Las Vegas

10 Unusual Things to Do in Las Vegas

Contrary to the evidence of many light-pocketed tourists leaving Sin City, a trip to extravagant, flamboyant, downright infamous Las Vegas doesn’t have to entail spending the weekend sat at a blackjack table counting your losses. There are literally thousands of things to do in and around Vegas, and the iconic strip is truly just the beginning in an almost never-ending list of sights and sounds that will send you home with memories a casino never could. The absolute best thing you can do here is to hire a car, giving you the all-American freedom to escape the chaos when you want to get away from the bright lights and big city.

In Vegas

Gondolas waiting in The Venetian. Image credit: Unspalsh/Yi Liu

Ride a Gondola through The Venetian

Las Vegas architecture really is next-level, like most other things in the city, and nowhere is this truer than at The Venetian. Complete with a faux cloudy-blue sky, twinkling canal and Renaissance-style buildings that truly look like they belong in Venice, this unbelievable hotel offers actual gondola rides on its waterways, for a slice of Italian charm right in the middle of Nevada.

Visit the Mob Museum

If you’re looking for a glimpse into the darker side of Sin City, and some serious reasons not to get into gambling, look no further than the Mob Museum. Learn about America’s history of organised crime, Las Vegas’ transformation from a Wild West town to the global home of debauchery, and the see how the Mob made moonshine during prohibition.

Slotzilla on Fremont Street. Image credit: iStock/Page Light Studios

Zipline down Fremont Street

To get your adrenaline pumping in a way Roulette never could, head to Fremont Street, a (marginally) toned-down area of Old Vegas, to tackle SlotZilla. This five-block-long zipline will eject you from a giant slot machine 11 stories above the heads of the street’s punters, and you’ll whizz through the air before landing on the city’s most historic casino: Golden Gate. Superman, eat your heart out.

Feast on a buffet at Wynn Las Vegas

Voted the city’s best buffet, the spread at Wynn is truly out of this world (and the setting is something special too). Settle down in the airy, marble-floored atrium, where huge floral centrepieces add an elegance you wouldn’t expect from a buffet and dive headfirst into the cornucopia of mouthwatering offerings. Think unlimited snow crab legs, freshly carved prime rib and gourmet cheeses followed by a towering chocolate fountain, handmade crepes and scoop after scoop of gelato – the list is genuinely almost endless.

Neon Boneyard. Image credit: claire jones

See the signs at the Neon Boneyard

A retirement home for Las Vegas’ disused neon signs, the Neon Boneyard is a photographer’s dream. Some iconic pieces of Vegas history have come to rest here, and the derelict signs hark to a time gone by, lit up at night time by the lights of restored signs above them. These neon wonders once advertised wedding chapels, restaurants, casinos and motels, and have now started a new phase of their lives as a fascinating glimpse into Sin City’s past. 

Around Vegas

Seven Magic Mountains. Image credit: Natosha Benning

Seven Magic Mountains

Just 25 minutes from the mayhem of the strip, a fascinating art installation awaits in desert surrounds; a little-known gem akin to Nevada’s very own Stonehenge. Neon-painted boulder totems tower into the sky; standing proudly in stark contrast to the smooth blue skies by day, orangey-pink hues blending seamlessly with the unparalleled desert sunsets each evening. Though this exhibition was meant to be temporary, it will now be on display until the end of 2021.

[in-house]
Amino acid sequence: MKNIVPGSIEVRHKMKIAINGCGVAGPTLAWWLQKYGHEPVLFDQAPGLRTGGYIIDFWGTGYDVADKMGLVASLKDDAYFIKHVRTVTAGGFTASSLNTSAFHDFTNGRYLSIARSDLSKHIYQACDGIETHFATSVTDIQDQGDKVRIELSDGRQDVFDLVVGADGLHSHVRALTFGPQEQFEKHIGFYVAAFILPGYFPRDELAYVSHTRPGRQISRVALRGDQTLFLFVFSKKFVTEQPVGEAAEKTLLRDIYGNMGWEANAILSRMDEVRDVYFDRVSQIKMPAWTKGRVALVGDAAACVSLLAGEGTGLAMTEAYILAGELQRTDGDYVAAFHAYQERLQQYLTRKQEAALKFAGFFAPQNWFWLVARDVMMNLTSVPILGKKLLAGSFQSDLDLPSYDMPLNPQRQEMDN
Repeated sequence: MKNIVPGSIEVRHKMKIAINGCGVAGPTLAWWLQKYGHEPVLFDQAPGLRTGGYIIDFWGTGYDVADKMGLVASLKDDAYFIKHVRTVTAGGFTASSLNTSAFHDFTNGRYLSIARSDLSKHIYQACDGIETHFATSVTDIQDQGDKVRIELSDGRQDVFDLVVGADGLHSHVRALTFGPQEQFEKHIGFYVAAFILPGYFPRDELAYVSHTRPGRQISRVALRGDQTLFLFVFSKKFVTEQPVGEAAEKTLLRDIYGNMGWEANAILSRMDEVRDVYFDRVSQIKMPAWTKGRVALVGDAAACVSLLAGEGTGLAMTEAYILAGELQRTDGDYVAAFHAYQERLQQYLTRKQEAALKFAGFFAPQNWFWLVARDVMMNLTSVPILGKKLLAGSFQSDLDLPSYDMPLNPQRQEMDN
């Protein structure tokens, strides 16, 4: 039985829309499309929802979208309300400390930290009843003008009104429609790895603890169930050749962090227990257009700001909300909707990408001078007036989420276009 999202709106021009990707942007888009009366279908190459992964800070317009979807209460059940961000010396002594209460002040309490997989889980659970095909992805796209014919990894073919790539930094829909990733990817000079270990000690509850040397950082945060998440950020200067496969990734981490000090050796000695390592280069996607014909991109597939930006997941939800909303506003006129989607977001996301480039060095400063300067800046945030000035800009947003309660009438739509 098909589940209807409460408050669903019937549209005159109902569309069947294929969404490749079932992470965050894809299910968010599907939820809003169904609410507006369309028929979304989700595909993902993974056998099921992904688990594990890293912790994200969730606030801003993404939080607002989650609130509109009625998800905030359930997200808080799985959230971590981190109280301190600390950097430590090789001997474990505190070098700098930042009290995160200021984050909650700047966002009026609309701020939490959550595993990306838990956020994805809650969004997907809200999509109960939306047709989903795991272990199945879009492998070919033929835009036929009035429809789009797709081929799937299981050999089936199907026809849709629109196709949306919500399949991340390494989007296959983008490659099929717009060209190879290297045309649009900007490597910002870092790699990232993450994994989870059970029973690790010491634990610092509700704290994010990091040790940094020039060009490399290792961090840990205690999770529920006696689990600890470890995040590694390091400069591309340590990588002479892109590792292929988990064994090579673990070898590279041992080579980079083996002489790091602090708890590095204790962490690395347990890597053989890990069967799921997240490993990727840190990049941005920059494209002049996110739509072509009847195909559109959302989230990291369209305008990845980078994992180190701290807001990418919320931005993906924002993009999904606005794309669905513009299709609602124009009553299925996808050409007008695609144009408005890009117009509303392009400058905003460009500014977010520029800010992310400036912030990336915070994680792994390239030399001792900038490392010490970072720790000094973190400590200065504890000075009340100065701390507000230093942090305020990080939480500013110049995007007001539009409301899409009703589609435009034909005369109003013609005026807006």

Gaze at the Sloane Canyon petroglyphs

Located in the Sloane Canyon National Conservation Area, the Sloane Canyon petroglyphs are definitely one for the historians among us. With an estimated date of between 8000BC and 1000BC, the more than 300 art panels could be one of the oldest examples of Native American rock art in the United States.

Las Vegas’ mountain backdrop. Image credit: iStock/4kodiak

Go skiing (yes, skiing) in Lee Canyon

When you feel like you’re literally cooking in the 50-degree heat of Nevada, it’s hard to imagine that snowy white piste could be found anywhere in the state, but you’d be mistaken. Believe it or not, Mount Charleston and Lee Canyon, just an hour away from the scorching desert heat of Las Vegas, serve up a winter wonderland where skiing, snowshoeing, snow tubing and sledding are all possible in the winter months. If you want to escape for more than a day, book a night or two at The Retreat. High up on Charleston Peak, this alpine lodge makes a perfect cool-weather getaway.

Catch some bad guys at Police Chase Vegas

For a truly once-in-a-lifetime experience (if you’re a law-abiding citizen, that is), this activity will have you engaging in a high-speed chase – either as the police pursuit vehicle or the getaway driver, depending on whether you fancy being the goodie or the baddie. For that extra injection of adrenaline, opt to experience a PIT manoeuvre and send a fellow junkie spinning across the race track.  

Abandoned train carriage at Rhyolite Ghost Town. Image credit: claire jones

Time travel at the Rhyolite Ghost Town

With a boom as powerful as its fall from grace just 18 years after being founded, Rhyolite Ghost Town was a product of the Gold Rush and, like many other towns tucked away down United States backroads, it has been left the to elements. Once possessing a thrumming heart of gold, all this town now holds is the empty shells of a general store and a bank, a more than dilapidated train station and a collection of weird and wonderful art – the most poignant of which are towering ghost statues, the only inhabitants of this lost town.


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